Etymology
Advertisement
hail (interj.)

salutation in greeting, c. 1200, from Old Norse heill "health, prosperity, good luck," or a similar Scandinavian source, and in part from Old English shortening of wæs hæil "be healthy" (see health; and compare wassail).

The interj. hail is thus an abbreviated sentence expressing a wish, 'be whole,' i. e., be in good health, and equiv. to L. salve, plural salvete, or ave, plural avete .... [Century Dictionary]
Related entries & more 
Advertisement
hail (n.)
"frozen rain, pellets of ice falling in showers," Old English hægl, hagol (Mercian hegel) "hail, hailstorm," also the name of the rune for H, from Proto-Germanic *haglaz (source also of Old Frisian heil, Old Saxon, Old High German hagal, Old Norse hagl, German Hagel "hail"), probably from PIE *kaghlo- "pebble" (source also of Greek kakhlex "round pebble").
Related entries & more 
hail (v.1)

"to greet or address with 'hail!,'" also "to drink toasts," c. 1200, heilen; to call to from a distance," 1560s (in this sense originally nautical), from hail (interj.). Related: Hailed; hailing. Bartlett ["Dictionary of Americanisms," 1848] identifies to hail from (1841) as "a phrase probably originating with seamen or boatmen." Hail fellow well met is from 1580s as a descriptive adjective, from a familiar greeting; hail fellow (adj.) "overly familiar" is from 1570s. Hail Mary (c. 1300) is the angelic salutation (Latin ave Maria) in Luke i.58, used as a devotional recitation. As a desperation play in U.S. football, attested by 1940. "Hail, Columbia," the popular patriotic song, also was a euphemism for "hell" in American English slang from c. 1850-1910.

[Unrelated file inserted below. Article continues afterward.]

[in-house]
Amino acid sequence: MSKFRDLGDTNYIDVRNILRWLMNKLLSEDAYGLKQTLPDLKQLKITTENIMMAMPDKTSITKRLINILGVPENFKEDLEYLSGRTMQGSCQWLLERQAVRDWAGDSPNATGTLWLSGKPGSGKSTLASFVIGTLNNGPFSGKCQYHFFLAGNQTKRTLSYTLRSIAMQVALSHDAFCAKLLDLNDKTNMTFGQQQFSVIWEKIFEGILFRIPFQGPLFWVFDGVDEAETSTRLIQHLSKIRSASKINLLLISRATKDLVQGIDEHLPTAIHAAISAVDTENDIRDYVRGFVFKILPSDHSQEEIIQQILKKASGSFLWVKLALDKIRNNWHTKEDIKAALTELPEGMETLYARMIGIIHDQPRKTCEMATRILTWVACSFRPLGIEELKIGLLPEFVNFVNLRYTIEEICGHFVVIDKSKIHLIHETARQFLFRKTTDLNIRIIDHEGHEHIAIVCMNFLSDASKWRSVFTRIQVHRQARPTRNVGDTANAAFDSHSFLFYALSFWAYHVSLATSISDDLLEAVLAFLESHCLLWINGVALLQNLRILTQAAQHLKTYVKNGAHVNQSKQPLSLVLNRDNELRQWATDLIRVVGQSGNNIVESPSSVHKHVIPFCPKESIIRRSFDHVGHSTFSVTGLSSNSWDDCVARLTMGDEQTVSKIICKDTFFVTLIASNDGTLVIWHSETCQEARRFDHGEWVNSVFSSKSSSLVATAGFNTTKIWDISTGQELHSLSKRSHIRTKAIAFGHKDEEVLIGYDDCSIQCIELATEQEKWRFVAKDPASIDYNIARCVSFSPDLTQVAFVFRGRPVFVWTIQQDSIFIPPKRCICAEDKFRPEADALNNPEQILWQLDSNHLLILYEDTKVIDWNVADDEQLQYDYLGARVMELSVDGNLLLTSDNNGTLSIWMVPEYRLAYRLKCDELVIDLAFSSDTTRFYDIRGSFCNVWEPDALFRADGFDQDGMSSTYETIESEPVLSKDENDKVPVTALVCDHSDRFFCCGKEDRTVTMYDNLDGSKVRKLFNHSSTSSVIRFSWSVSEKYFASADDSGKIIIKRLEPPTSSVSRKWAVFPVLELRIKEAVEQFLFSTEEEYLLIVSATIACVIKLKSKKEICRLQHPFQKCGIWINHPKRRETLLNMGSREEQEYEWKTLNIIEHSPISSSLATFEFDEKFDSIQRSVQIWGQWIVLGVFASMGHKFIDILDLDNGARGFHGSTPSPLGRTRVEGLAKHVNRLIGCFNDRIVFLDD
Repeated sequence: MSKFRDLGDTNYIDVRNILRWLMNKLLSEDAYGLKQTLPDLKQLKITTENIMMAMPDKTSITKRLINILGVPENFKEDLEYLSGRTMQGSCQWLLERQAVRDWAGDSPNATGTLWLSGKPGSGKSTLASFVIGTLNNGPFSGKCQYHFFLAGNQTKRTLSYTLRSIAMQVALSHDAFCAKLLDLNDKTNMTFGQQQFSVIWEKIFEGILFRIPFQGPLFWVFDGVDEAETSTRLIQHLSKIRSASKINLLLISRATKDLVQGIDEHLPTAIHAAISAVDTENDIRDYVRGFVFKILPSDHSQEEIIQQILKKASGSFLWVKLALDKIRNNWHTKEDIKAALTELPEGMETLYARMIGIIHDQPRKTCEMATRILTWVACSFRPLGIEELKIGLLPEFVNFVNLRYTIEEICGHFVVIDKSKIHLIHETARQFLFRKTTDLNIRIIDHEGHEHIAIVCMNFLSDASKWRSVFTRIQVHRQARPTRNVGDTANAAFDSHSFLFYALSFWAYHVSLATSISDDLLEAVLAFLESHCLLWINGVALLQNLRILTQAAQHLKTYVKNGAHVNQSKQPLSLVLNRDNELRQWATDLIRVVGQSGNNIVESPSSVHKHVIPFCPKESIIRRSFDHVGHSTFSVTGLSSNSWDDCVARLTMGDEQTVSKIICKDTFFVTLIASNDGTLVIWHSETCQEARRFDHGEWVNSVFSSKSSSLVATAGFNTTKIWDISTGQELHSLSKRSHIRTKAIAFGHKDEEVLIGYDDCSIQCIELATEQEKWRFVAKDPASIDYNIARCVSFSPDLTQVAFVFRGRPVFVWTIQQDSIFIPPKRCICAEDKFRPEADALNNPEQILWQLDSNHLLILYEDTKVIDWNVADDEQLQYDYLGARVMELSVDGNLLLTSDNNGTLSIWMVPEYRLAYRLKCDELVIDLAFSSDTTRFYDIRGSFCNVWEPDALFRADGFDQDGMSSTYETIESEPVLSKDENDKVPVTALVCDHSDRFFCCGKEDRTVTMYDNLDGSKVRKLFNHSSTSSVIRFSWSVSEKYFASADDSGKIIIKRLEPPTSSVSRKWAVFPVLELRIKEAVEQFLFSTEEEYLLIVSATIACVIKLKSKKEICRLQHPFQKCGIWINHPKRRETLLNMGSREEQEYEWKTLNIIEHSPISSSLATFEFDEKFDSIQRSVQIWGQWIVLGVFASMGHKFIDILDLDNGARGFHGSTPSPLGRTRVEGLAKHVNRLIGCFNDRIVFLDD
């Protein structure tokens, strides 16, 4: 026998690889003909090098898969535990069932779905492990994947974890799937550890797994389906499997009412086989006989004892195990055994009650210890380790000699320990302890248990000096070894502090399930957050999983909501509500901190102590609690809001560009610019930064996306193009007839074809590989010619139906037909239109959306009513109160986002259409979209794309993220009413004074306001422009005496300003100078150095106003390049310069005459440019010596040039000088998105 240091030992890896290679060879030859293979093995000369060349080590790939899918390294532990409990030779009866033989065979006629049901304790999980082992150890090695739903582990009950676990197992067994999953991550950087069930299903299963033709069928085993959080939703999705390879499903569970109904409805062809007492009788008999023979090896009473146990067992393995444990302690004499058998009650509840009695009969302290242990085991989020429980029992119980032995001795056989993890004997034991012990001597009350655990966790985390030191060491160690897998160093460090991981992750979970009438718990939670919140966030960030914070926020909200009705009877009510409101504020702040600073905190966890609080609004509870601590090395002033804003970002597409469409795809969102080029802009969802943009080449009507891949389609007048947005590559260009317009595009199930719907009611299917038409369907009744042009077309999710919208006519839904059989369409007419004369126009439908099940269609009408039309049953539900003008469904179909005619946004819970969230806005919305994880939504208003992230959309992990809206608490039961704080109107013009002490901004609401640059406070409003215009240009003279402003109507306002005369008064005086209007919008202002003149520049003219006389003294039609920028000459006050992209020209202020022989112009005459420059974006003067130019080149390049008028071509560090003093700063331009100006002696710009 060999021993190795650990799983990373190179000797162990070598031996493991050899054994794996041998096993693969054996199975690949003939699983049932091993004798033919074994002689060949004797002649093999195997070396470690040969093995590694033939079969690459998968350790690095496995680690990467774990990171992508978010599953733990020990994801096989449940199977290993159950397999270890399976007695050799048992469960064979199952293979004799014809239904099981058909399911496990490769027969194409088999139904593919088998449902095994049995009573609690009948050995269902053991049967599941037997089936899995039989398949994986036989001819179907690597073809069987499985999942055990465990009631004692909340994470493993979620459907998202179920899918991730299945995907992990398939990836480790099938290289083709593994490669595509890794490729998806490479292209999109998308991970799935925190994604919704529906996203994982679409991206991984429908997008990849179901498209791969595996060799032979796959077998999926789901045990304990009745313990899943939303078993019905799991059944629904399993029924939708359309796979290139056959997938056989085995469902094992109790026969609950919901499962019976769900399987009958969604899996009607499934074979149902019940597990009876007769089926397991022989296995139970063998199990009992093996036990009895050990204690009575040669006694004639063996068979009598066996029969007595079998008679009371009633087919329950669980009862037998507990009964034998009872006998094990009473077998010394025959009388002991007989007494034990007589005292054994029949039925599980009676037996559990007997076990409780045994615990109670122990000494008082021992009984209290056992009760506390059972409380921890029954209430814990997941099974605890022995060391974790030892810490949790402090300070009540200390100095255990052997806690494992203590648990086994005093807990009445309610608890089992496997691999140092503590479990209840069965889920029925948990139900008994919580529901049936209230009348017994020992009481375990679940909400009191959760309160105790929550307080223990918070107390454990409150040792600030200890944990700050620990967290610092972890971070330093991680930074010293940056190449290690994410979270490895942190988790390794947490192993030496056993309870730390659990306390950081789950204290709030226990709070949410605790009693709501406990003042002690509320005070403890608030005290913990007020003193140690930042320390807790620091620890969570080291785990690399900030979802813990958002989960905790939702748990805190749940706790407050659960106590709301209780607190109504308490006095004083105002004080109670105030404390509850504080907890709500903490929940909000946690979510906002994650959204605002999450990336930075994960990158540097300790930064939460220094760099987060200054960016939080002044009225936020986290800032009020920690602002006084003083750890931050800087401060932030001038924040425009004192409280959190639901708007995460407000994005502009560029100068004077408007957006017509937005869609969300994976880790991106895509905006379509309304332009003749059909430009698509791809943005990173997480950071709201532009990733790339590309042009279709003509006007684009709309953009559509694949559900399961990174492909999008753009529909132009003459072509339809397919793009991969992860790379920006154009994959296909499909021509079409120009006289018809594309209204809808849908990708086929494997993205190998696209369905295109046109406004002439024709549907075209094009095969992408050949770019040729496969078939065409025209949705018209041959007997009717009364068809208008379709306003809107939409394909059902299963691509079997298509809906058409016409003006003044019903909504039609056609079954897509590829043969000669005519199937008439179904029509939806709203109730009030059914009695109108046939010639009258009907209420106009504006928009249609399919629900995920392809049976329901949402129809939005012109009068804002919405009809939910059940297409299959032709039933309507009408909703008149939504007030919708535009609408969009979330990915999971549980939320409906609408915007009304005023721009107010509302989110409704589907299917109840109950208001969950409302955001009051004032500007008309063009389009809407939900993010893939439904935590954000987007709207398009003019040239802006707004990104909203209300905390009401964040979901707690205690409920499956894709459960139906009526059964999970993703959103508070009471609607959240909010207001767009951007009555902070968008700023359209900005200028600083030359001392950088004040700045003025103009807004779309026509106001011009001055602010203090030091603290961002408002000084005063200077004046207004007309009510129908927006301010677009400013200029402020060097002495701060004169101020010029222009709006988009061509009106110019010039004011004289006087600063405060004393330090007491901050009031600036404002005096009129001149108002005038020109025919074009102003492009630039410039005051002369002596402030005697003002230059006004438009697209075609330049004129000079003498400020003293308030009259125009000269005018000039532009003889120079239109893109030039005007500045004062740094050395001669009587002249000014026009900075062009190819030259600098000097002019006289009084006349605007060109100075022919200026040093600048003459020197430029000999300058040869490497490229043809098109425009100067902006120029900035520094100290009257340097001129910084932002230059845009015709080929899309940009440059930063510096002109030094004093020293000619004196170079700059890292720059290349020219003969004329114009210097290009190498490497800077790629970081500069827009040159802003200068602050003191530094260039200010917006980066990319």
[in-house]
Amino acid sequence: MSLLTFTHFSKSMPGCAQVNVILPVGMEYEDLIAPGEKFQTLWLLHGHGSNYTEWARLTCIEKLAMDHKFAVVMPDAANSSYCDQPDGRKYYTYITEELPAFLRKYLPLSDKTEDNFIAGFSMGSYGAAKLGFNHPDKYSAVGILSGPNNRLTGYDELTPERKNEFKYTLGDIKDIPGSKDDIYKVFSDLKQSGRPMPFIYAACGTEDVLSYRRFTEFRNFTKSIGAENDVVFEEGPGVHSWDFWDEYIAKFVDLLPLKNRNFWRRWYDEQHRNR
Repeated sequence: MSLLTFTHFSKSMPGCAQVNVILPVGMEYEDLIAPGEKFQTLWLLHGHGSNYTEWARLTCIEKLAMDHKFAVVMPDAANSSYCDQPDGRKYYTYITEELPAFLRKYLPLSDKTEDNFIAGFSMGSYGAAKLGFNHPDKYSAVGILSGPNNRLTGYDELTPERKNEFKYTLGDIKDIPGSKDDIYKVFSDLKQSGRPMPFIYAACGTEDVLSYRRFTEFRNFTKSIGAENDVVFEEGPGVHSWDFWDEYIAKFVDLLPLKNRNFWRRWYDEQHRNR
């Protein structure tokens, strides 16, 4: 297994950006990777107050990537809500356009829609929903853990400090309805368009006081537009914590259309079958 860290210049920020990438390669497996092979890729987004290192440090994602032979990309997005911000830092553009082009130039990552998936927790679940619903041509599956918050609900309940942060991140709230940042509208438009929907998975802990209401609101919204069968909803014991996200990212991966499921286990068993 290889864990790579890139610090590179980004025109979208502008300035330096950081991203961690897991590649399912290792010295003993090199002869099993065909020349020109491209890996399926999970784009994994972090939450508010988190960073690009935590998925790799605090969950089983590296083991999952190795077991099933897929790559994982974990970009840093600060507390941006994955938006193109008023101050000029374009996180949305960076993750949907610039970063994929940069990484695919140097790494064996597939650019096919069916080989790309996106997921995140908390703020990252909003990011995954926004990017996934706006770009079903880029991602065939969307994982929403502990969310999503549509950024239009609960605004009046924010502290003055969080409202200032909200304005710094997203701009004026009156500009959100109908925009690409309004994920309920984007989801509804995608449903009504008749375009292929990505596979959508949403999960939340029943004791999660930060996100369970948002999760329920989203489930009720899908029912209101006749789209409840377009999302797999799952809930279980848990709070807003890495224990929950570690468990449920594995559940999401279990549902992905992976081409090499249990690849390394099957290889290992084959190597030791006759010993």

Related entries & more 
hail (v.2)
Old English hagalian "to fall as hail," from root of hail (n.). Related: Hailed; hailing. Figurative use from mid-15c.
Related entries & more 
hailstone (n.)
Old English hagolstan; see hail (n.) + stone (n.).
Related entries & more 
Advertisement
hailstorm (n.)
also hail-storm, 1690s, from hail (n.) + storm (n.).
Related entries & more 
heil (v.)
"hail," German from Sieg Heil (q.v.). Middle English cognate heil was used as a salutation implying respect or reverence (c. 1200; see hail (interj.)).
Related entries & more 
Sieg Heil (interj.)
Nazi salute, German, literally "hail victory;" from German Sieg "victory," from Old High German sigu (see Siegfried) + heil "to hail," from Proto-Germanic *hailitho (see health). English heil was used in Middle English as a salutation implying respect or reverence (c. 1200; see hail (interj.)).
Related entries & more 
chalazion (n.)

small tumor in the eyelid, 1708, from Latinized form of Greek khalazion, diminutive of khalaza "hail, hailstone; small lump or knot; pimple," from PIE root *gheled- "hail" (source also of Persian žala "hail," Polish złod "glaze," Russian oželedica "glazed frost, fringe of ice on snow").

Related entries & more 
ave 
"hail," also "farewell," early 13c. (in reference to the Ave Maria), from Latin ave, second person singular imperative of avere "to be or fare well."
Related entries & more